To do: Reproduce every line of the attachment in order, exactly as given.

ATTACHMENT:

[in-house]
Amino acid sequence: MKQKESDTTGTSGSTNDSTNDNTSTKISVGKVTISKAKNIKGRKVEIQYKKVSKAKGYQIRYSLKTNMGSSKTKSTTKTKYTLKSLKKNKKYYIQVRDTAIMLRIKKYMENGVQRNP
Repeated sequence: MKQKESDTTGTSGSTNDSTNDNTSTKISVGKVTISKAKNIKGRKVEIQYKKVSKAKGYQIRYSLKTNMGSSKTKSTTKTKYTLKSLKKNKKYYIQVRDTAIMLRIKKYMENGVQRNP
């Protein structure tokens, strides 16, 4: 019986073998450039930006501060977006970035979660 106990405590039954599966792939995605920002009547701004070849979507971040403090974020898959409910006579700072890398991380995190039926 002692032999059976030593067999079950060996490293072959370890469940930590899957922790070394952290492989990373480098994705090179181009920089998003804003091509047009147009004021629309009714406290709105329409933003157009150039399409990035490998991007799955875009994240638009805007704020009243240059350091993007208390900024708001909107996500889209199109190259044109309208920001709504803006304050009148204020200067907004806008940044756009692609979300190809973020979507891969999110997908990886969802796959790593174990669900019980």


[in-house]
Amino acid sequence: MKQKESDTTGTSGSTNDSTNDNTSTKISVGKVTISKAKNIKGRKVEIQYKKVSKAKGYQIRYSLKTNMGSSKTKSTTKTKYTLKSLKKNKKYYIQVRDTAIMLRIKKYMENGVQRNP
Repeated sequence: MKQKESDTTGTSGSTNDSTNDNTSTKISVGKVTISKAKNIKGRKVEIQYKKVSKAKGYQIRYSLKTNMGSSKTKSTTKTKYTLKSLKKNKKYYIQVRDTAIMLRIKKYMENGVQRNP
């Protein structure tokens, strides 16, 4: 019986073998450039930006501060977006970035979660 106990405590039954599966792939995605920002009547701004070849979507971040403090974020898959409910006579700072890398991380995190039926 002692032999059976030593067999079950060996490293072959370890469940930590899957922790070394952290492989990373480098994705090179181009920089998003804003091509047009147009004021629309009714406290709105329409933003157009150039399409990035490998991007799955875009994240638009805007704020009243240059350091993007208390900024708001909107996500889209199109190259044109309208920001709504803006304050009148204020200067907004806008940044756009692609979300190809973020979507891969999110997908990886969802796959790593174990669900019980």